Current Psychology

, Volume 34, Issue 1, pp 121–129 | Cite as

Relationships Between Eating Disorder Symptomology and Forgiveness Among College Students

  • Jennifer L. Feibelman
  • Lisa A. TurnerEmail author


Eating disorder symptomology is a significant problem on college campuses (Choate, Journal of College Counseling, 13, 73–86, 2010; Meyer 2005). Understanding factors that predict eating disorder symptomology may be useful in determining treatment approaches and in supporting prevention efforts. Recent research indicates that individuals with eating disorders report lower levels of self-forgiveness (Watson et al., Eating Behaviors, 14, 224–228, 2012). In this brief report, the relation of eating disorder symptomology to self, other, and situation forgiveness was examined. College students (n = 294) completed the Eating Attitudes Test (EAT-26: Garner, Olmsted, Bohr, and Garfinkel Biological Psychiatry, 61, 348–358, 1982) and the Heartland Forgiveness Scale (HFS; Thompson et al., International Journal of Eating Disorders, 47, 252–258, 2005). Findings indicated significant negative correlations between eating disorder symptomology and self, other, and situation forgiveness. In a multiple regression with gender, self, other, and situation forgiveness as predictors of eating disorder symptomology, gender, self-forgiveness, and other forgiveness were significant predictors, indicating that women, participants lower in self-forgiveness, and participants lower in other forgiveness reported higher rates of eating disorder symptomology.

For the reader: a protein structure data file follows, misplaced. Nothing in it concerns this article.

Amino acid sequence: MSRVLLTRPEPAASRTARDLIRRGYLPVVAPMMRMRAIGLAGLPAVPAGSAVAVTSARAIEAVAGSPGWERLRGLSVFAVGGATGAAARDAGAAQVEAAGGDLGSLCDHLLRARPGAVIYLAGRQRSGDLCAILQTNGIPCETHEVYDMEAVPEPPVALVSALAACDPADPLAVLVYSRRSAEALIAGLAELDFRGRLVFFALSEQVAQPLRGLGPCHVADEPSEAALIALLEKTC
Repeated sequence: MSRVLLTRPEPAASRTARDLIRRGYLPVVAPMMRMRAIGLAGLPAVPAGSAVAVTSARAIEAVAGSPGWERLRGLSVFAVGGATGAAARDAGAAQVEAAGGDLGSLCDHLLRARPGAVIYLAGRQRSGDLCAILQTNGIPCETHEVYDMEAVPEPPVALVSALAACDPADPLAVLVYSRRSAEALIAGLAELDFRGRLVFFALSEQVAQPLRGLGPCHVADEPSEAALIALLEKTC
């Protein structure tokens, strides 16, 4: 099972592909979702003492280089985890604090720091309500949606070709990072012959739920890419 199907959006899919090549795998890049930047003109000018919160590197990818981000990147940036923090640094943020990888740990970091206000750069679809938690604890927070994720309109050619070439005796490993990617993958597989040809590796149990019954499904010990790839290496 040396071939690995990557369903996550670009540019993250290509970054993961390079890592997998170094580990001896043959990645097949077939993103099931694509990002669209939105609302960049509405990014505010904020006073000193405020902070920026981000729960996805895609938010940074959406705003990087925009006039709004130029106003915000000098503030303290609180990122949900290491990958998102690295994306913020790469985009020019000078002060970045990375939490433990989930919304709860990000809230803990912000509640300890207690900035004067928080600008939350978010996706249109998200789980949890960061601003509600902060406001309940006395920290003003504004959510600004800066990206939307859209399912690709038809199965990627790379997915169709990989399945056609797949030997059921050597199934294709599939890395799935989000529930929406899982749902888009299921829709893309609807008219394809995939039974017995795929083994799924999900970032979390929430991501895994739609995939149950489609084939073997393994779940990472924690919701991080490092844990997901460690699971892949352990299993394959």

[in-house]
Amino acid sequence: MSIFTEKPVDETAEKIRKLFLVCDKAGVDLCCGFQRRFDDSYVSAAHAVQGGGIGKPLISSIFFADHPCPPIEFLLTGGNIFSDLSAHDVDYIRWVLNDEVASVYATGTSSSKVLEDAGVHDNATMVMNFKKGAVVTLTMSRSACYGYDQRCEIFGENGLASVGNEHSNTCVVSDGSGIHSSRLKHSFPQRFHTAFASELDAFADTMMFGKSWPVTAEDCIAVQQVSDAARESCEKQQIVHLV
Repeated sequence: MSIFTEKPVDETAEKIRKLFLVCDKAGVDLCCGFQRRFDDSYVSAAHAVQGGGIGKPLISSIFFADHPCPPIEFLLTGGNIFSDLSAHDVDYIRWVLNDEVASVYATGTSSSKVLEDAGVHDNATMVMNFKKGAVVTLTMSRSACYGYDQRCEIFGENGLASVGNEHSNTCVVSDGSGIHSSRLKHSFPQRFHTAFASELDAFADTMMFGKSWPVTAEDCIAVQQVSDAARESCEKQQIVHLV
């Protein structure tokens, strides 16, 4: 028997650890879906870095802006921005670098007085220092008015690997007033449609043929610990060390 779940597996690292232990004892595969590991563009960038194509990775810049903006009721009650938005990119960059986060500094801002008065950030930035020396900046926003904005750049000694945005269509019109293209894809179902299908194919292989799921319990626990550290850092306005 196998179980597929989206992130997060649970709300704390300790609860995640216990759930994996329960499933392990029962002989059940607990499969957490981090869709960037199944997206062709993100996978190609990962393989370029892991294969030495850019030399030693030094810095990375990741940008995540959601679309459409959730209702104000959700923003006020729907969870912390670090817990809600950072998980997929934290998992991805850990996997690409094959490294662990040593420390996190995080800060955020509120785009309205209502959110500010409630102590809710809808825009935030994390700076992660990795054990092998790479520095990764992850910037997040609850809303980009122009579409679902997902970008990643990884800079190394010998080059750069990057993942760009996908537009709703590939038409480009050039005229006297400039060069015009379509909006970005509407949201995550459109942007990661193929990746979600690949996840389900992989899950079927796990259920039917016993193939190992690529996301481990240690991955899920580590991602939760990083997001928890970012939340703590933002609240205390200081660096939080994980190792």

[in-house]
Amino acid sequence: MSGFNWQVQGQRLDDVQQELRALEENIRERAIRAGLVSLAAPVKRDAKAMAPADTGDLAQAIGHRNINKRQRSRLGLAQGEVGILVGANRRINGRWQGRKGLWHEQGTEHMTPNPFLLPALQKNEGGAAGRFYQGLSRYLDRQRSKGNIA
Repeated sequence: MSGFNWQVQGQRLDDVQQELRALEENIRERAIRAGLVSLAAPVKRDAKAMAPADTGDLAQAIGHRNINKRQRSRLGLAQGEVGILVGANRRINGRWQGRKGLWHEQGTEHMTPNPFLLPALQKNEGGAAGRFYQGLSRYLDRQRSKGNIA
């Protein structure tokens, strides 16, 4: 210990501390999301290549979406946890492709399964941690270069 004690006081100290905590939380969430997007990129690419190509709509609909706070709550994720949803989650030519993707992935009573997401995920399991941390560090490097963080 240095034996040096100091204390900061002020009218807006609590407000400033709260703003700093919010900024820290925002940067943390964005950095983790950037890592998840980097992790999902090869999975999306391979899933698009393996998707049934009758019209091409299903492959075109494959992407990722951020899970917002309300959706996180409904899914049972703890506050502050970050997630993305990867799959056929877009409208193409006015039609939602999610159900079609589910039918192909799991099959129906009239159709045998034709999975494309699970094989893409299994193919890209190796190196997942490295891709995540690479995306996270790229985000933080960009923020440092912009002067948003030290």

Forgiveness Forgiveness therapy Eating disorder symptomology 

Supplementary material

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Copyright information

© Springer Science+Business Media New York 2014

Authors and Affiliations

  1. 1.Department of PsychologyUniversity of South AlabamaMobileUSA
  2. 2.Department of PsychologyUniversity of West FloridaPensacolaUSA

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